7 April 2016 | Transmission Gully Project | Media release
A helicopter will be used to help with the clearance of vegetation along the Te Puka Stream Valley, inland from Paekakariki, as part of the preparation for construction of the Transmission Gully motorway.
Project Director, Boyd Knights, says this vegetation clearance is a significant piece of work given the volume of material that needs to be removed and the specific challenges presented by the environment itself.
“Because the terrain is both steep and heavily forested, using the helicopter to clear the trees once they have been felled is the safest method of clearing the site. It also reduces the risk of disturbing surrounding vegetation.”
The trees will be flown north within the motorway designation (the area in which the road works will be undertaken) and stored within the project site for later incorporation as stabilisation material during construction of the road corridor.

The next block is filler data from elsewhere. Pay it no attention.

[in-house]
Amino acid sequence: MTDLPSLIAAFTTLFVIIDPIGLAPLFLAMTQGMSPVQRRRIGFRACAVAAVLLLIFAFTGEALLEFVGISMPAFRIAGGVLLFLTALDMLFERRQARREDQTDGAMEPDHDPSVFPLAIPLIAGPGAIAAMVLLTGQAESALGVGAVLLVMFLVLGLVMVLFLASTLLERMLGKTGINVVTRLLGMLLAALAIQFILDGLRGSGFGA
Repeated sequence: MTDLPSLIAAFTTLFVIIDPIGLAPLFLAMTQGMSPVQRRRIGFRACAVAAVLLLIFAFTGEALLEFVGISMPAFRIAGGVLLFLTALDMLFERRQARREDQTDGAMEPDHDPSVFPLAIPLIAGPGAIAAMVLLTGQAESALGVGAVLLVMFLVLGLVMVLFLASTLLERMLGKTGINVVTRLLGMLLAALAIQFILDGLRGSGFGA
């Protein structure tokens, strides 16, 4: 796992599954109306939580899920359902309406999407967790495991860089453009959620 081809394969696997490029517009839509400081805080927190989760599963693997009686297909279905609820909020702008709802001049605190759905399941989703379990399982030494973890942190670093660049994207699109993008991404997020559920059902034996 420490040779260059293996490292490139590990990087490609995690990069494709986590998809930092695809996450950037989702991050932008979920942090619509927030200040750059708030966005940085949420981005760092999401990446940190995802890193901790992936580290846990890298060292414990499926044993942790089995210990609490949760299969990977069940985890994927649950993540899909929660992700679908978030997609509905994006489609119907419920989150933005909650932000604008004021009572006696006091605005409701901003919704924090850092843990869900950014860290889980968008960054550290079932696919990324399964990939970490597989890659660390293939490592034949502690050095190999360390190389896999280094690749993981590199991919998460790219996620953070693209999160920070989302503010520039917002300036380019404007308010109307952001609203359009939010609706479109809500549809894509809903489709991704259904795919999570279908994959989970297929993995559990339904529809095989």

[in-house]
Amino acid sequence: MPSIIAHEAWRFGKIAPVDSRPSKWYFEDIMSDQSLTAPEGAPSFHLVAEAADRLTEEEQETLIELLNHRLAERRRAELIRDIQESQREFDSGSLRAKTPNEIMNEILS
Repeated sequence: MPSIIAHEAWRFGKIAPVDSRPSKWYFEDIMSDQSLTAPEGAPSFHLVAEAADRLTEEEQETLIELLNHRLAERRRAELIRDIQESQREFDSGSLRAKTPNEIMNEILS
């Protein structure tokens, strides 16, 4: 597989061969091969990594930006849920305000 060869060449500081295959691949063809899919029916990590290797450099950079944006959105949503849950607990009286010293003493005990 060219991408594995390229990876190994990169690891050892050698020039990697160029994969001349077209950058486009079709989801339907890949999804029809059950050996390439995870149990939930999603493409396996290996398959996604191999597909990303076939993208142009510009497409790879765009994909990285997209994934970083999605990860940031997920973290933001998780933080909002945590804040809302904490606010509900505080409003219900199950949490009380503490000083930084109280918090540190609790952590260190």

The helicopter will not pass over any dwellings or public roads while transporting trees.
An estimated 32 hectares of forest will be cleared during the operation. This work is scheduled to begin in May and will take around five months to complete.
To compensate for the loss of vegetation removed during the road construction, more than 530 hectares will be rehabilitated or re-planted in eight areas along the 27 kilometre motorway route. These sites will remain protected.
The mitigation planting will see some large areas of land surrounding Transmission Gully protected or re-vegetated to provide in total one of the largest conservation estates in the region.
This time last year, electricity provider Transpower also relied on helicopters to access hard-to-reach sites to dismantle some of the transmission towers that made up the transmission line that once ran through the Gully, as part of the final stage of its Paraparaumu substation upgrade.